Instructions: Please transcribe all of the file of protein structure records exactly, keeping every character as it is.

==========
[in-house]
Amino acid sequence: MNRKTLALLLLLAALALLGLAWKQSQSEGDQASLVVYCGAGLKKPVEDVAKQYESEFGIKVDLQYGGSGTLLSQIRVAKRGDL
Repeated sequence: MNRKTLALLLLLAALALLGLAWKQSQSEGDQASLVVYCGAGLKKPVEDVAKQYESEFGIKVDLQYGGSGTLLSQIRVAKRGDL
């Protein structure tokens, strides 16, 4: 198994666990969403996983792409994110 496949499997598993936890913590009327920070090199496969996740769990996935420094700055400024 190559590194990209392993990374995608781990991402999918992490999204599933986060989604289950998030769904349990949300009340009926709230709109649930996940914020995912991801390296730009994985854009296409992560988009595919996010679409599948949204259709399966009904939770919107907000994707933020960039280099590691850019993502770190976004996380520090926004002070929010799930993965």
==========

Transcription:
[in-house]
Amino acid sequence: MNRKTLALLLLLAALALLGLAWKQSQSEGDQASLVVYCGAGLKKPVEDVAKQYESEFGIKVDLQYGGSGTLLSQIRVAKRGDL
Repeated sequence: MNRKTLALLLLLAALALLGLAWKQSQSEGDQASLVVYCGAGLKKPVEDVAKQYESEFGIKVDLQYGGSGTLLSQIRVAKRGDL
């Protein structure tokens, strides 16, 4: 198994666990969403996983792409994110 496949499997598993936890913590009327920070090199496969996740769990996935420094700055400024 190559590194990209392993990374995608781990991402999918992490999204599933986060989604289950998030769904349990949300009340009926709230709109649930996940914020995912991801390296730009994985854009296409992560988009595919996010679409599948949204259709399966009904939770919107907000994707933020960039280099590691850019993502770190976004996380520090926004002070929010799930993965």